Now, it might just be that your new hire is having a problem getting to work on time for a particular reason not that they don’t care about being on time, or they’re just lousy at getting organised.
If you see them coming in late for a couple of days, and this is the only red flag you’re seeing, take them aside during a break to ask why they’re having a problem being on time.
You may find they’re simply having trouble with a bus schedule or connections. And, you might be able to fix the problem by introducing them to someone in the centre they can catch a ride to work with.
And, with breaks – it always amazes me how many people come back late from the first break on the first day of training with pretty much the same lame excuse!
When this happens, I usually stop the group and tell everyone that being late for work whether that’s coming in for training or their shift or coming back from breaks is unacceptable.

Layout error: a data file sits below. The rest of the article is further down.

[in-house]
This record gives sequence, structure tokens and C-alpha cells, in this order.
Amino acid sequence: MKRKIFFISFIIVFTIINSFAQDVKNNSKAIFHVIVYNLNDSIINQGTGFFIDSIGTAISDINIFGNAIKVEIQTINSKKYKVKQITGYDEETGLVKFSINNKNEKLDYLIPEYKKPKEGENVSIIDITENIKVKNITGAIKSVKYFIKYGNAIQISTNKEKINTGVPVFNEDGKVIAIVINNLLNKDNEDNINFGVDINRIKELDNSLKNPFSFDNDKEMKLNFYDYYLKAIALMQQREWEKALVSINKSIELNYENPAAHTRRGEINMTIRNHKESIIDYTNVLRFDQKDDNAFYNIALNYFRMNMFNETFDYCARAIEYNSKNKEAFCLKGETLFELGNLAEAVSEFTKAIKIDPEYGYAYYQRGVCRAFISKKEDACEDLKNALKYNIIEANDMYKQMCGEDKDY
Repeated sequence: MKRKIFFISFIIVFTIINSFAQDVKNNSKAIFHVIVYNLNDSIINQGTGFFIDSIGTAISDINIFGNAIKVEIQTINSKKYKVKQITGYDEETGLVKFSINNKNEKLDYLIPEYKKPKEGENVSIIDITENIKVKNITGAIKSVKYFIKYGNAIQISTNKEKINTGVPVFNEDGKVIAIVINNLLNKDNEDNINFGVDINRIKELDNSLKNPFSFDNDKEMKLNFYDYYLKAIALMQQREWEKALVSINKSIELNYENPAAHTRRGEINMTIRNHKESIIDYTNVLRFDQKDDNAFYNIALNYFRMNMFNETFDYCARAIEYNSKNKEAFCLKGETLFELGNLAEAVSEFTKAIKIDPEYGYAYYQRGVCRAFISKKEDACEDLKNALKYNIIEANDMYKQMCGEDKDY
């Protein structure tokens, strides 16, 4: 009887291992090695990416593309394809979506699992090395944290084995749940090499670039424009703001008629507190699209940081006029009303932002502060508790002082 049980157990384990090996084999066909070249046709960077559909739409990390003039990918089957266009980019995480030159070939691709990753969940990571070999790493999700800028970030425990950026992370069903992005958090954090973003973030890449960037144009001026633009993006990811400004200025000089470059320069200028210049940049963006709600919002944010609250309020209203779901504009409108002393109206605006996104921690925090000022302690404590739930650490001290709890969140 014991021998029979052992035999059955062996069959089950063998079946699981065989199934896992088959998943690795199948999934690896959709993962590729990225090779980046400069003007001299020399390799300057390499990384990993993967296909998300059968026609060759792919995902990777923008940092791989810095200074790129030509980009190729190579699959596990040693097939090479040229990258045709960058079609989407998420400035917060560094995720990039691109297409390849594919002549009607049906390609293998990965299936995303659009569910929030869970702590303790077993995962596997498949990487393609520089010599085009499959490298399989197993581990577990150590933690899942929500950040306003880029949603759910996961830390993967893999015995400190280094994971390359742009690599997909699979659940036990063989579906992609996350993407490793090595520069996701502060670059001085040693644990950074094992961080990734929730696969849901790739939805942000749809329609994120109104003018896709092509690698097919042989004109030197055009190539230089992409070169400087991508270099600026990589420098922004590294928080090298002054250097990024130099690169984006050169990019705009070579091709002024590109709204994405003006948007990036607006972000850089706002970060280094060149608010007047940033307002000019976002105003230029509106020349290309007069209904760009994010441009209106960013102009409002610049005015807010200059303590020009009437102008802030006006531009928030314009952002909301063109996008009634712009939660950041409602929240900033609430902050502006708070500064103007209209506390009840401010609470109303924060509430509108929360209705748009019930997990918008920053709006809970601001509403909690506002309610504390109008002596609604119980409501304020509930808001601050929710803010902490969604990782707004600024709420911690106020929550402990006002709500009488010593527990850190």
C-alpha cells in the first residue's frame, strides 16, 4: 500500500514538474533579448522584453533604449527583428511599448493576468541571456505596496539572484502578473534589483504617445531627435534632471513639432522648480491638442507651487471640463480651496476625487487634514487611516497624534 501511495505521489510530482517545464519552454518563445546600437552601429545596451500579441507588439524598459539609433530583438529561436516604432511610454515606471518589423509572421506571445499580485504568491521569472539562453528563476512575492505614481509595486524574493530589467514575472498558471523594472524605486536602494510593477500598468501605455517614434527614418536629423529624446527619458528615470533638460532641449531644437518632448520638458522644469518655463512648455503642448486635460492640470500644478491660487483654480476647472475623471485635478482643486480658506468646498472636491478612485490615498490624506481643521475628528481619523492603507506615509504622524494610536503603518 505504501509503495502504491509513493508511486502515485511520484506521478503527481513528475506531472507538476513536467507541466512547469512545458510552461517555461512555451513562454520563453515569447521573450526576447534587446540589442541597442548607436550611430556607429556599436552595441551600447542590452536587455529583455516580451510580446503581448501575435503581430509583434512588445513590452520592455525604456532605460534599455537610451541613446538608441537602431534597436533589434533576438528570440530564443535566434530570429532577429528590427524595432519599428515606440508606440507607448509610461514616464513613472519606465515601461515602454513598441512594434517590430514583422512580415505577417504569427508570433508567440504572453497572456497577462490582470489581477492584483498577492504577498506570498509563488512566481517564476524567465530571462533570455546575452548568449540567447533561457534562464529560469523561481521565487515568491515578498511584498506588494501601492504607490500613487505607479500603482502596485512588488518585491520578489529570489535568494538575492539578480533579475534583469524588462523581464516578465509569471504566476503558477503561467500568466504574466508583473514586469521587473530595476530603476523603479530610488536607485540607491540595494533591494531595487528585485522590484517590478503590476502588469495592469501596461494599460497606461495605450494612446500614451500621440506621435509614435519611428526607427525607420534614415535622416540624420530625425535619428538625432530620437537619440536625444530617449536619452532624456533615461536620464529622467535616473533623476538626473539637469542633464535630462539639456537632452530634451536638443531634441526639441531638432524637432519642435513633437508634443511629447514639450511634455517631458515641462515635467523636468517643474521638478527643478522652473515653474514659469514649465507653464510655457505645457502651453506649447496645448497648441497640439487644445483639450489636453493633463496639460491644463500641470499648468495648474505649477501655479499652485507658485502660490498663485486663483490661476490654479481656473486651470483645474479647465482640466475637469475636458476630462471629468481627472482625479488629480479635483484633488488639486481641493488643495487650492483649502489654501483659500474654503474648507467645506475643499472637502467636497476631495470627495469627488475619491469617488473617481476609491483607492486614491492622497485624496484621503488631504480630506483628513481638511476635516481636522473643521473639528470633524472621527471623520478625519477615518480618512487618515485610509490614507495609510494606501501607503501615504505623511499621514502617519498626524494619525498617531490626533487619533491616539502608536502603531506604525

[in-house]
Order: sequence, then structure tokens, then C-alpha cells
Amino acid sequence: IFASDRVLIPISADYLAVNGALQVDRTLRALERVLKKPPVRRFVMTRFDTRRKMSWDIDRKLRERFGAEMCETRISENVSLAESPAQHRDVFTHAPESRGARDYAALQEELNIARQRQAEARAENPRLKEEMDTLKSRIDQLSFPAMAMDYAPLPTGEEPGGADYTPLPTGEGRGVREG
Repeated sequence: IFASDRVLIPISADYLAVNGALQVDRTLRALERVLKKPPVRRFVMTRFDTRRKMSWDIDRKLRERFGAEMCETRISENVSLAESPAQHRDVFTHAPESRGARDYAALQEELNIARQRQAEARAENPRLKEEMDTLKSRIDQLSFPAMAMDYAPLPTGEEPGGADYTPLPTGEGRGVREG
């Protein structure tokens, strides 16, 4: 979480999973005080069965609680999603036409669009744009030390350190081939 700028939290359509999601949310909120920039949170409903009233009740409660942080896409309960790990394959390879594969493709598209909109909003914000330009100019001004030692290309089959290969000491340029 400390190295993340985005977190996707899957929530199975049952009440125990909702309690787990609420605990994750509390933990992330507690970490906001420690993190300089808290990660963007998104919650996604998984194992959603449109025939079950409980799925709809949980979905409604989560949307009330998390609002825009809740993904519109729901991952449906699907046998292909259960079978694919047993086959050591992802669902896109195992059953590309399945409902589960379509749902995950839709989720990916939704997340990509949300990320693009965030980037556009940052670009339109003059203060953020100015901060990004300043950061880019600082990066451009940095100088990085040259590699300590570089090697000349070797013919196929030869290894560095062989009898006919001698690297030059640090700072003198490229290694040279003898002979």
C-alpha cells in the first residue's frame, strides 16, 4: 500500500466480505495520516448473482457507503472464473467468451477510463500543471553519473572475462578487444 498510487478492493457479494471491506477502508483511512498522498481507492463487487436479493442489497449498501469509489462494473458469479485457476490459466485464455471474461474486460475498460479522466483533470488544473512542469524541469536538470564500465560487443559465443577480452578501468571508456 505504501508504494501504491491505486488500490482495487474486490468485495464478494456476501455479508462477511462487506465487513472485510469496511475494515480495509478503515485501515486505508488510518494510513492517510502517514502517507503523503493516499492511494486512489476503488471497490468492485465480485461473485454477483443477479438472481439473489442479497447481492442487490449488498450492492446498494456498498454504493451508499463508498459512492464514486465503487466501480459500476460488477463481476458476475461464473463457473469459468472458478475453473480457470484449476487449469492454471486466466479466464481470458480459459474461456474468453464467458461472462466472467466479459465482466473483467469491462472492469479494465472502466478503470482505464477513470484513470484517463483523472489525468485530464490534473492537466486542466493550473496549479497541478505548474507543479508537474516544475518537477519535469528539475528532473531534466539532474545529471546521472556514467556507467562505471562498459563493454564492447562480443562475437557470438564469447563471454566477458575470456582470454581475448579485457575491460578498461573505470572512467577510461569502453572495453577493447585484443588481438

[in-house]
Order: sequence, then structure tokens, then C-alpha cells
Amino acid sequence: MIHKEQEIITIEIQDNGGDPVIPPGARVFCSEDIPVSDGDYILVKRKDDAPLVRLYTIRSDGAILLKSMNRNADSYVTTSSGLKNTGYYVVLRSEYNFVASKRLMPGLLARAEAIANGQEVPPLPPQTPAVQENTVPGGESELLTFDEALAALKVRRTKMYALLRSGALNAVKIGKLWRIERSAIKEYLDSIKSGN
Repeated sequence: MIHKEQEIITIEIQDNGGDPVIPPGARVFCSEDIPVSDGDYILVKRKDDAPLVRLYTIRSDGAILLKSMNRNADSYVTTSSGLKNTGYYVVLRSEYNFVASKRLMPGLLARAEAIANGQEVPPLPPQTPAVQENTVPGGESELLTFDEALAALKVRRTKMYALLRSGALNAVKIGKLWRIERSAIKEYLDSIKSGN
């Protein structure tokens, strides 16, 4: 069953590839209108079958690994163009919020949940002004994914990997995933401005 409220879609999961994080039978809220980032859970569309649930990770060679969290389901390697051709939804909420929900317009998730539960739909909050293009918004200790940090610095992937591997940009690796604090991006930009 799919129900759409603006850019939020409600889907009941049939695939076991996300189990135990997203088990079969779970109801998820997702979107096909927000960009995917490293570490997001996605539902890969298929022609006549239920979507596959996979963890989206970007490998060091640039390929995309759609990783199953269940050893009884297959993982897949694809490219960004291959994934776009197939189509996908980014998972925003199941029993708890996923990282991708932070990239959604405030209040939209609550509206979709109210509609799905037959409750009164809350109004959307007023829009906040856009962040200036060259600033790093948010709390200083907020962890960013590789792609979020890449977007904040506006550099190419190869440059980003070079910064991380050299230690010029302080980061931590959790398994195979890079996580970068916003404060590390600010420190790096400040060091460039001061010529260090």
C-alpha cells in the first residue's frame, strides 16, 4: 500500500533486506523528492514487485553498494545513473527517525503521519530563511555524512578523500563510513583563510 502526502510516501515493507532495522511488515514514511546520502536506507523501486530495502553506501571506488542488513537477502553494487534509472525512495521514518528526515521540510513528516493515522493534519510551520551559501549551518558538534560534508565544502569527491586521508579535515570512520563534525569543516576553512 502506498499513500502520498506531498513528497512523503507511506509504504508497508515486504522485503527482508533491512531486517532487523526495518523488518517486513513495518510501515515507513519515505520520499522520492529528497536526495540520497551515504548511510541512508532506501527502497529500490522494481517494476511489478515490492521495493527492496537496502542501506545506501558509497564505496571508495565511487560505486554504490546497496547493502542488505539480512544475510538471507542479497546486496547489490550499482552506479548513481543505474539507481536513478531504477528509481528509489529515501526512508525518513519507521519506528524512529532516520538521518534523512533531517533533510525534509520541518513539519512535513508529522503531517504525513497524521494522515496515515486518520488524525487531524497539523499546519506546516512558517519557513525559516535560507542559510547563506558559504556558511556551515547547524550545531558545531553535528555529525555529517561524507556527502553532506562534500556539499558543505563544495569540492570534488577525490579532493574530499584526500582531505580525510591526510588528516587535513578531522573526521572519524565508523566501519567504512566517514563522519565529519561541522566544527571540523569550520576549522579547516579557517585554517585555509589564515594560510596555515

I point out being late without a good reason is disruptive to the group and disrespectful of everyone there. And, it’s their responsibility to be back in their chair before the break ends.
If they need to do something during their break that’s family or work-related that may cause them to be late, they need to mention this to their Team Leader or Trainer so they are aware of the possibility.
2. Not taking their training seriously by not following instructions or paying attention.
You see this behaviour with people constantly texting or having too much fun speaking with their neighbours and you end up asking yourself how serious they are about the job.
Sometimes you see this behaviour from new hires who had worked for another company in the same industry.
Many can think they know it all and don’t have to really pay too much attention because they already get it.
In those cases, you should remind them that it’s what they learn after they think they know it all that really counts!